By Jake Nussbaum ’10
It’s mid-March and I’m standing in the front row of The Phoenix, a swanky dance club on Colorado Street in downtown Austin. The house is packed and we’re all waiting for Das Racist, the New York-based rap group starring Himanshu Suri ’07 and Victor Vazquez ’06, to take the stage. Plush red couches are pushed against the wall. The chandeliers are dimmed. Everyone’s gaze is fixed forward. “Bring on DR!” someone shouts. This is a band people have been buzzing about.
Buzz is the sound of individuals’ collective excitement. It’s the hum of anticipation, of the psychic energy that entertainers stir in fans. It’s the sound of activity. One listener hears a song or sees a show and tells a friend, and that friend posts it to a blog or Facebook and 50 more people see it. Then 50 more. You might call the South By Southwest music festival, where I’ve been wandering around for a week—and where I’m about to see Das Racist—the beehive.
South By Southwest is not your typical music festival. At 25 years old, it’s older than most. It’s grown to include film and interactive media components. And with hundreds of bands playing at scores of venues all over the city, it’s more freewheeling—a curated musical free-for-all with no headliners and little overt hierarchy among the performers. At any given moment bands are playing in bars and bike shops, coffee shops and street corners, at the convention center, on the rooftops, by the riverfront, everywhere. Hopping from show to show can feel like surfing the Internet for new music, only it’s more intense, because it’s all in person. SXSW is the festival of the “next big thing,” a chance for fans, journalists, record execs, and musicians to experience an endless stream of bands trying to break through.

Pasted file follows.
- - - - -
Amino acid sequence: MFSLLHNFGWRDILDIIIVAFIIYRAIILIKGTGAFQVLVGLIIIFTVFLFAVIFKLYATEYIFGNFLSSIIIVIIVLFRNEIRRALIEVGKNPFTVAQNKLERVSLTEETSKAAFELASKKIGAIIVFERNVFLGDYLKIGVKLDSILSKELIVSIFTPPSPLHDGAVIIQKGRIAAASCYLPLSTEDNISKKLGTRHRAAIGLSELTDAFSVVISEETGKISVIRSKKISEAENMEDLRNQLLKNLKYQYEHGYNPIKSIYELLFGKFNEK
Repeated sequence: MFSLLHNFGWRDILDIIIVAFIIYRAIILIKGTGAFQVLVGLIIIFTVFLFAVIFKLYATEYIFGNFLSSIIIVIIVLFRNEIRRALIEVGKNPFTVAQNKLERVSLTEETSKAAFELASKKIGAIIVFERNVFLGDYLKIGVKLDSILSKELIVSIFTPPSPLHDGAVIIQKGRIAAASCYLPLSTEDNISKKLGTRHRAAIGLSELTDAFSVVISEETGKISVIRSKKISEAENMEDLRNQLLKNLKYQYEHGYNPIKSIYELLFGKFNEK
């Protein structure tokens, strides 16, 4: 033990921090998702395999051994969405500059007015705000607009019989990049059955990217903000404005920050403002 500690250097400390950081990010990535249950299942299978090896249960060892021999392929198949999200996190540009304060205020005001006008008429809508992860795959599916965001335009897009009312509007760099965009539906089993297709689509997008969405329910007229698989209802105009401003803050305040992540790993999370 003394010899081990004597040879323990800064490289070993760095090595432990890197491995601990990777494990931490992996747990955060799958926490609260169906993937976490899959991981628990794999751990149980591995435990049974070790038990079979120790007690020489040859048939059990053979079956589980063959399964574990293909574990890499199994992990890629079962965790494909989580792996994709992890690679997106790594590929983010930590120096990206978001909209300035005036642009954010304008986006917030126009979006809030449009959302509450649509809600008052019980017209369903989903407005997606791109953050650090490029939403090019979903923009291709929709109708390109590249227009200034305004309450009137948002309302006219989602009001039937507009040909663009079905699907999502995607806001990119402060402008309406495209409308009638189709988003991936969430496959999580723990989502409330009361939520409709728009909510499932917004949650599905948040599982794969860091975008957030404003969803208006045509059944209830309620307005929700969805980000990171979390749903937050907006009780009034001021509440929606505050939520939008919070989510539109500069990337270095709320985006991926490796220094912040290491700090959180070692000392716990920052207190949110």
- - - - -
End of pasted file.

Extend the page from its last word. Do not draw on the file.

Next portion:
While some big-time, mainstream acts play here every year, it’s really a festival of up-and-comers. MGMT, the biggest Wesleyan-affiliated pop act of the moment, played here years before they were nominated for Grammys. (Founded on campus by Andrew VanWyngarden and Ben Goldwasser, both ’05, Grammy-nominated MGMT is best known for “Kids,” “Time to Pretend” and a few other stuck-in-your-head melodies and ingenious music videos.) This year, besides Das Racist, at least four other bands with strong Wesleyan ties are on the bill—Bear Hands (with Dylan Rau ’07 and Ted Feldman ’09), Pat Wolf ’07, The Yes Way (with Nick Burleigh ’06 and Mike Drucker ’05), and Francis and the Lights (Francis Farewell Starlite ’06).